Tempo: One of your worst matchups if you fail to stabilize early. Thanks to Cult Sorcerer, even a Doomsayer on turn 2 is not safe enough because they can just use an Arcane Blast and kill it off. You need to stabilize early else the matchup is lost right there. Keep your Truesilver, Doomsayer and Pyromancer+Equality combo if you get it in hand. Some Tempo Mage lists are running Polymorph so try to bait it out for something less impactful like Cairne or Sylvanas instead of losing the game outright by getting your Tirion transformed.

Freeze: Freeze Mage should be highly favorable provided you deal with Archmage Antonidas, Emperor Thaurissan and Alexstrasza and regain the board. However, the Forgotten Torch version can kill you from 20+ health so you need to be highly proactive in keeping in mind how much your opponent can burst you for depending on his hand size and his Emperor tick. Forbidden Healing and Ragnaros, Lightlord are cards you want once your opponent cuts down your health to ensure you can outlast them. Keep your card draw and spot removal in hand, make sure Emperor Thaurissan does not get more than 1 proc. Both the Ragnaros are your best bests to assure wins in this matchup and you need to drop them quickly enough so they spend their burn removing them, allowing you to avoid potential OTKs with Bloodmage Thalnos and burn spells.

Paladin:

Aggro: The Divine Shield Aggro Paladin can be quite annoying to deal with thanks to their resistance to board clears. Always keep Wild Pyromancer in hand when you face the deck to help popping those shields. Do not draw too hard if you have sufficient removals because Divine Favor can really turn games around. Do not shy away from using Forbidden healing even when it won’t do anything to combo with Wild Pyromancer and clear minions or Divine Shields. Try to reduce the value of Rallying Blade as much as possible.

N’zoth: Ooze and Spellbreaker are of real help in this matchup and Justicar and straight out win games for you. If you happen to have Justicar and your opponent doesn’t, you get a massive advantage. The games are going to go to fatigue most of the time so be careful about how you approach your game. Save 1 copy of Pyro Equality until N’zoth comes down and expect your opponent to do the same so be conservative about your cards while negating pressure. Keep Doomsayer and Aldors in hand and Truesilver Champion if you have the coin. Do not play into Sylvanas too hard and maintain card advantage at all costs.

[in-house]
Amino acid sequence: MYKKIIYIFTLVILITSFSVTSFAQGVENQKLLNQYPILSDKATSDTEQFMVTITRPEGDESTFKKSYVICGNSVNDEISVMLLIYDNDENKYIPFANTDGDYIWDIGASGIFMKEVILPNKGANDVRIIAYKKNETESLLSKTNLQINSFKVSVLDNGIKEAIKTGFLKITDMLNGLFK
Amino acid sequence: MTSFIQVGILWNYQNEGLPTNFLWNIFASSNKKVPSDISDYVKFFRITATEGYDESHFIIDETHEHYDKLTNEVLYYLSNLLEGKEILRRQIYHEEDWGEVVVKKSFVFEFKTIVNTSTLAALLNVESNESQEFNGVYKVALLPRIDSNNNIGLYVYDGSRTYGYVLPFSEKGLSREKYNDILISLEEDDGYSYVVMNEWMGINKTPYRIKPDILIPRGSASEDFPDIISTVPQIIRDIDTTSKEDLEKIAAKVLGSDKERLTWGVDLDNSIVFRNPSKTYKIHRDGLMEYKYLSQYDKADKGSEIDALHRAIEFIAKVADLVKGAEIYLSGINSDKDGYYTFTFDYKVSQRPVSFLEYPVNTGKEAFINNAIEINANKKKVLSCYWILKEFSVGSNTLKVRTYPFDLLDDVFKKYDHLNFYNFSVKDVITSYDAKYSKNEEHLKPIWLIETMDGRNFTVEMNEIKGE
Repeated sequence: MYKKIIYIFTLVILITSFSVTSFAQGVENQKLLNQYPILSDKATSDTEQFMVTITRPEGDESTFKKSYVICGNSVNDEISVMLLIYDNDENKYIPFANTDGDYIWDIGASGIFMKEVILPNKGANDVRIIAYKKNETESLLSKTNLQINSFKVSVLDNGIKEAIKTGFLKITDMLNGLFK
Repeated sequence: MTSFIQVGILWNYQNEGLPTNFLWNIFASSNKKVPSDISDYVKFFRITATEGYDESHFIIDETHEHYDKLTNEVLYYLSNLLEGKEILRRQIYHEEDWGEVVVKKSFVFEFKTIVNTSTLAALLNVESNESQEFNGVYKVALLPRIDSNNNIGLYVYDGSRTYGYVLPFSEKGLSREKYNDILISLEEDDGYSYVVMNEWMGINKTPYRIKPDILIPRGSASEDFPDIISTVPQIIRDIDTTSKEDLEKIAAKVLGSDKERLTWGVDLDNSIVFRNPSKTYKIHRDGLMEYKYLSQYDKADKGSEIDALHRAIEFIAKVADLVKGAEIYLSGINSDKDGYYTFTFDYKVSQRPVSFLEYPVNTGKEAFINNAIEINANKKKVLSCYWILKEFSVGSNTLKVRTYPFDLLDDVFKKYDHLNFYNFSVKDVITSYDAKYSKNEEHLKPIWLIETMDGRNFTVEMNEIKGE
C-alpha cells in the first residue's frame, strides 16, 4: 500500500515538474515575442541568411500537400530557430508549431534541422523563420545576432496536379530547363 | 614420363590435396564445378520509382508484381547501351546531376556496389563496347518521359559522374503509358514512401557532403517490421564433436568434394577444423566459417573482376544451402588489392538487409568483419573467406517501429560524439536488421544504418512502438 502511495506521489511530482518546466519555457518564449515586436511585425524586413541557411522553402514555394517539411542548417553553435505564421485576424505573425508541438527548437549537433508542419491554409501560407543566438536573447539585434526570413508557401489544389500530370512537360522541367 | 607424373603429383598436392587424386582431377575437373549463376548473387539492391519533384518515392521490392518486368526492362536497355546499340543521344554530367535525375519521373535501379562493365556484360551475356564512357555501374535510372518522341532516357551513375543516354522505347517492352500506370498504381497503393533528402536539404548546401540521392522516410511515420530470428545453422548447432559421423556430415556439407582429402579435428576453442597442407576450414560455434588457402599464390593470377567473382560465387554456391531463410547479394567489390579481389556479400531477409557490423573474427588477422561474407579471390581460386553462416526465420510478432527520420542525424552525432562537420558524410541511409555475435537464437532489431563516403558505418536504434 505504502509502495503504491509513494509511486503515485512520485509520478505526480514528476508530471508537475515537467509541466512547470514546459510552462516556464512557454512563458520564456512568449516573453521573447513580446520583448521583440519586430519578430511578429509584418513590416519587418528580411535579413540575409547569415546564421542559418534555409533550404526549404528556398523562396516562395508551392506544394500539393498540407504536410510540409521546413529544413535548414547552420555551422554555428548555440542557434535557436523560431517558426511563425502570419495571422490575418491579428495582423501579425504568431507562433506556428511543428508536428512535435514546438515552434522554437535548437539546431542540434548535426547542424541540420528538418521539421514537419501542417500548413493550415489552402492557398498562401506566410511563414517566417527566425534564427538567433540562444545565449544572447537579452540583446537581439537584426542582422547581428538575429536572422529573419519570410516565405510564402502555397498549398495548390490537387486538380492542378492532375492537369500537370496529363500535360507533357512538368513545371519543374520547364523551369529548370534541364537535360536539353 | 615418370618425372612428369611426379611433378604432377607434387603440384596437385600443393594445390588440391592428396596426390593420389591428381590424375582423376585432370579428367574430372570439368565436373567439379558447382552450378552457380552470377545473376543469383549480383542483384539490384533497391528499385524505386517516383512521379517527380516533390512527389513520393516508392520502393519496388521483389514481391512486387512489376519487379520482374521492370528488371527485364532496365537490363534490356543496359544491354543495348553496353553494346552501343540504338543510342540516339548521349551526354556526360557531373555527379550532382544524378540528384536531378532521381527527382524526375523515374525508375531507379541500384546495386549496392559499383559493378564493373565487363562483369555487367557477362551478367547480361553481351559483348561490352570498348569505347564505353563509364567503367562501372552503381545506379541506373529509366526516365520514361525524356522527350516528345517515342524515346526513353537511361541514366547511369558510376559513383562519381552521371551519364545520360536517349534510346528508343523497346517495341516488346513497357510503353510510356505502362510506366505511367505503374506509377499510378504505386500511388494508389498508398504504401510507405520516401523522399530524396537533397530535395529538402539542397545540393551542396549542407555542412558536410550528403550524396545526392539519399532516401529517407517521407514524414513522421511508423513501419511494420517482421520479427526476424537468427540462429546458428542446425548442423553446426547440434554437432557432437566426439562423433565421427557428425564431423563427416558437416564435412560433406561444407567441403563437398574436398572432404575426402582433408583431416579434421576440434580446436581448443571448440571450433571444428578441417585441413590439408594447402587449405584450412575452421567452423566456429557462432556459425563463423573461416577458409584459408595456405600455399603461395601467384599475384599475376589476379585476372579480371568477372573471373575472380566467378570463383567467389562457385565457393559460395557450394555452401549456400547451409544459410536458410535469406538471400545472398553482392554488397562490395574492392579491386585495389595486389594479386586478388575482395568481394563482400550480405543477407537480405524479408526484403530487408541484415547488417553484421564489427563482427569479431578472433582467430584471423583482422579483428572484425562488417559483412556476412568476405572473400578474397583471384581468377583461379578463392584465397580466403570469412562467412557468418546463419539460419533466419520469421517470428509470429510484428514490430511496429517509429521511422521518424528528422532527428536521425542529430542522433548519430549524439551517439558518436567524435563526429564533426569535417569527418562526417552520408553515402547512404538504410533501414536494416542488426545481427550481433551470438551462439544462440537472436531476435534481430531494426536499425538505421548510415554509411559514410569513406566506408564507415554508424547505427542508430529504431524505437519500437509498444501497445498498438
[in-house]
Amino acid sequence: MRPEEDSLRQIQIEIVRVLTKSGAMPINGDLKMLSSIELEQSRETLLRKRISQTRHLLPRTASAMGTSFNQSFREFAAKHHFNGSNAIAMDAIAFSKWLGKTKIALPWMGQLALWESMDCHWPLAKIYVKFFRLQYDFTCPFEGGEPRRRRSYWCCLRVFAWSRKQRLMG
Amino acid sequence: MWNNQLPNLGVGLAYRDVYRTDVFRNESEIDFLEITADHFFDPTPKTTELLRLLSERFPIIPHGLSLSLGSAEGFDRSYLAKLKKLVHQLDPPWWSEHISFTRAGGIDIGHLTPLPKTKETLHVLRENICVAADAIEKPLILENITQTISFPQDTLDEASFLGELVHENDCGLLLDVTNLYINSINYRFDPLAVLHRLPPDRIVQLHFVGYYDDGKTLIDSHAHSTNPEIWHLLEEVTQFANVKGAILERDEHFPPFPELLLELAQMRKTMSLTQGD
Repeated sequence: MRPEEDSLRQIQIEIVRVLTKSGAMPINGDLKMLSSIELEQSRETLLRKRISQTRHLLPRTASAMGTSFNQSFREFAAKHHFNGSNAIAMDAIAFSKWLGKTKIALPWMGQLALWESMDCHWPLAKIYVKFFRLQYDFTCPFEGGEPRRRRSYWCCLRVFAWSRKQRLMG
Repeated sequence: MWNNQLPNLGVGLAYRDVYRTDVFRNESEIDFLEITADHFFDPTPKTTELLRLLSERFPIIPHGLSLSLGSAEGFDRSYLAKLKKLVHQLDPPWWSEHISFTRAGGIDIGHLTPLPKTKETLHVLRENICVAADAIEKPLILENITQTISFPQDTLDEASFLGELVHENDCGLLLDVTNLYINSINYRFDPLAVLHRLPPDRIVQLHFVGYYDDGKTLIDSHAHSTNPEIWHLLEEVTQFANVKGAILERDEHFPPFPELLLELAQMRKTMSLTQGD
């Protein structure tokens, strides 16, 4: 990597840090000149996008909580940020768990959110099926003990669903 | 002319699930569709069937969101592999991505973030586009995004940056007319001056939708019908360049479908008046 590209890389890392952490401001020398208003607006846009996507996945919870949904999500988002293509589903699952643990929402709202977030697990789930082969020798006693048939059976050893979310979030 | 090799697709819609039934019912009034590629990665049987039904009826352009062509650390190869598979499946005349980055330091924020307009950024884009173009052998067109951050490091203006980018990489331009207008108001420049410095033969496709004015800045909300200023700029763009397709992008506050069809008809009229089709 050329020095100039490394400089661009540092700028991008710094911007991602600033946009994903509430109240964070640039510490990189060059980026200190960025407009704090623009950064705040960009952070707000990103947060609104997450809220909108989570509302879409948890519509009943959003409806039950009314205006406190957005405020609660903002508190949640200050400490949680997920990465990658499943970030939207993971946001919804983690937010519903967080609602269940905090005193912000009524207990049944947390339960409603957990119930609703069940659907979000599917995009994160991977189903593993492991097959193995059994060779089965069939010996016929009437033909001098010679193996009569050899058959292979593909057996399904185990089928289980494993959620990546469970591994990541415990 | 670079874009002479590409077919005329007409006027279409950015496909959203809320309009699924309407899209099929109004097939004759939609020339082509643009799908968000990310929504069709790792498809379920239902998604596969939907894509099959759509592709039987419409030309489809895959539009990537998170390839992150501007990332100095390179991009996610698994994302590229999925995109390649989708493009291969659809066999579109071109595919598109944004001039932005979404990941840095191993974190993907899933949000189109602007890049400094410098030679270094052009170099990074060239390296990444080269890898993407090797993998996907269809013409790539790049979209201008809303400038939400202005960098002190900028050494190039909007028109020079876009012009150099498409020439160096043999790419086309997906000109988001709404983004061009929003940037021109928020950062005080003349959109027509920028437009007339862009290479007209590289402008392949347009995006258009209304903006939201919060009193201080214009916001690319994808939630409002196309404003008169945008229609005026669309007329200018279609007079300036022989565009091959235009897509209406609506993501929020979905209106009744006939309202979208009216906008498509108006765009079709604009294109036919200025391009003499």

Priest:

Control/Nzoth: Regardless of which control variant of Priest it is (N’zoth or classic control variants with Elise) the matchup should be in your favor if you are running Elise or Justicar. Other than Priests that have burst to kill you with Prophet Velen and other shenanigans, you should be able to grind it out. You want to add pressure with minions and try to make them spend both instances of Auchenai Soulpriest and Circle of Healing. N’zoth Priest can be a problem however sometimes if Shifting Shade gives them something handy and you end up having to deal with your own Tirion Twice. They can get the upper hand quite easily so be careful on how you approach the game. Mulligan for early game pressure and keep Justicar and Doomsayer in hand if you get them. Entomb is something that is very hard to play around and you will have to end up sacrificing something like Cairne or Sylvanas to Priests.

Rogue:

Miracle: It is the worst matchup for the deck and Valeera’s hero power is superior to yours. Even if you manage to keep their minions at bay they can manage to burst you down from 20+ health. Have your board clear ready for a Gadgetzan Auctioneer and Conceal combo. Ideally you want to keep your health pool above what Valeera’s board and double Cold Blood and double Eviscerate can do to you. If you can get aggressive enough you can rush her down. Do not shy away from dropping a Stampeding Kodo on curve or playing Doomsayer on board to keep things in your favor. Keep Aldor and Truesilver in hand to deal with Azure Drake and Tomb Pillager.

Malygos: This is not as popular as Miracle Rogue but the matchup can be just as bad if they draw enough burst. Your approach remains the same for any Rogue archetype and you need to have a ‘kill on sight’ approach and remove everything you can. Saving a Pyromancer with Equality can help just in case they stealth their Malygos.

Shaman:

Mid Range/Aggro: The approach to beating Shamans remains the same for both aggro and mid range archetypes. Be aggressive with your Doomsayer and keep board clears ready because their early game is the strongest. Keep Acidic Swamp Ooze in your starting hand at all times along with Aldor to take care of Flamewreathed Faceless or Thing from Below. Consecration is not that great since most of their minions are 3 health and you should be looking for Pyro Equality or early Doomsayers instead. The mid range matchup can be slightly hard if you do not draw well and they get enough cards out of their Mana Tide Totem. Do not allow too many totems to spawn because Thunderbluff Valiant and Bloodlust can end games for you, Hex also negates the value you can get out of N’zoth so try to pressure them into using Hex sub-optimally.